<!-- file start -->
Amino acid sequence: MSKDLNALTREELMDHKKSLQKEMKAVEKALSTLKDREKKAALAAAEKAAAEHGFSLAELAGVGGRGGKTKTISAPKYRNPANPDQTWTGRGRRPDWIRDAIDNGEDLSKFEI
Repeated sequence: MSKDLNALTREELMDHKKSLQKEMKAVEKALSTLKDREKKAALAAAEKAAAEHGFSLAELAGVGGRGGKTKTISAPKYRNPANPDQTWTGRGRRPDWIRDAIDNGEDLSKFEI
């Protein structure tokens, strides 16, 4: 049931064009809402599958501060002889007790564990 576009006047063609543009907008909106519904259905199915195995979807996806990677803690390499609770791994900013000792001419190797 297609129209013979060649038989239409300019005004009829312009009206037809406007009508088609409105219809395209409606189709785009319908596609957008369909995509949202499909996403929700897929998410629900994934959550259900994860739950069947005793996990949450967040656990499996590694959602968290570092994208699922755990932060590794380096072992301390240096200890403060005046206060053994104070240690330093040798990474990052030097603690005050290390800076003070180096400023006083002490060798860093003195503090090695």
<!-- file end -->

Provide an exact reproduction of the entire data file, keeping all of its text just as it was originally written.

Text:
Amino acid sequence: MSKDLNALTREELMDHKKSLQKEMKAVEKALSTLKDREKKAALAAAEKAAAEHGFSLAELAGVGGRGGKTKTISAPKYRNPANPDQTWTGRGRRPDWIRDAIDNGEDLSKFEI
Repeated sequence: MSKDLNALTREELMDHKKSLQKEMKAVEKALSTLKDREKKAALAAAEKAAAEHGFSLAELAGVGGRGGKTKTISAPKYRNPANPDQTWTGRGRRPDWIRDAIDNGEDLSKFEI
């Protein structure tokens, strides 16, 4: 049931064009809402599958501060002889007790564990 576009006047063609543009907008909106519904259905199915195995979807996806990677803690390499609770791994900013000792001419190797 297609129209013979060649038989239409300019005004009829312009009206037809406007009508088609409105219809395209409606189709785009319908596609957008369909995509949202499909996403929700897929998410629900994934959550259900994860739950069947005793996990949450967040656990499996590694959602968290570092994208699922755990932060590794380096072992301390240096200890403060005046206060053994104070240690330093040798990474990052030097603690005050290390800076003070180096400023006083002490060798860093003195503090090695």